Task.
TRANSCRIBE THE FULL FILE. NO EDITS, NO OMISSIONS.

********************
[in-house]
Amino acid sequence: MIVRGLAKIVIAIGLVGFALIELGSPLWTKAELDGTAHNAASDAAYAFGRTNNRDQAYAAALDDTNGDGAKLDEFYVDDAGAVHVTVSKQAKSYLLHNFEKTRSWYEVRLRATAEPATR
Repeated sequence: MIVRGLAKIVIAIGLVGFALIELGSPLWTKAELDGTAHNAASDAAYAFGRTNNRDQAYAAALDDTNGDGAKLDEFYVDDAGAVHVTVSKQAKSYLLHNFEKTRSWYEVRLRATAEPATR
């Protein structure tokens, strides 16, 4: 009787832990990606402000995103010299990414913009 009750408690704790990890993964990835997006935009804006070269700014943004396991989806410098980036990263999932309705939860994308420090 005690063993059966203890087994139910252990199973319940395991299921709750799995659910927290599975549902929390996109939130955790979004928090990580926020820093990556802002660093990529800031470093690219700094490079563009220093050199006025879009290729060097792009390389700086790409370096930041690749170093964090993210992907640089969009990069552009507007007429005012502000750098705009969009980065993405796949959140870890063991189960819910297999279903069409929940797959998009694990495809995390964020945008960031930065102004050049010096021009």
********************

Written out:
[in-house]
Amino acid sequence: MIVRGLAKIVIAIGLVGFALIELGSPLWTKAELDGTAHNAASDAAYAFGRTNNRDQAYAAALDDTNGDGAKLDEFYVDDAGAVHVTVSKQAKSYLLHNFEKTRSWYEVRLRATAEPATR
Repeated sequence: MIVRGLAKIVIAIGLVGFALIELGSPLWTKAELDGTAHNAASDAAYAFGRTNNRDQAYAAALDDTNGDGAKLDEFYVDDAGAVHVTVSKQAKSYLLHNFEKTRSWYEVRLRATAEPATR
């Protein structure tokens, strides 16, 4: 009787832990990606402000995103010299990414913009 009750408690704790990890993964990835997006935009804006070269700014943004396991989806410098980036990263999932309705939860994308420090 005690063993059966203890087994139910252990199973319940395991299921709750799995659910927290599975549902929390996109939130955790979004928090990580926020820093990556802002660093990529800031470093690219700094490079563009220093050199006025879009290729060097792009390389700086790409370096930041690749170093964090993210992907640089969009990069552009507007007429005012502000750098705009969009980065993405796949959140870890063991189960819910297999279903069409929940797959998009694990495809995390964020945008960031930065102004050049010096021009």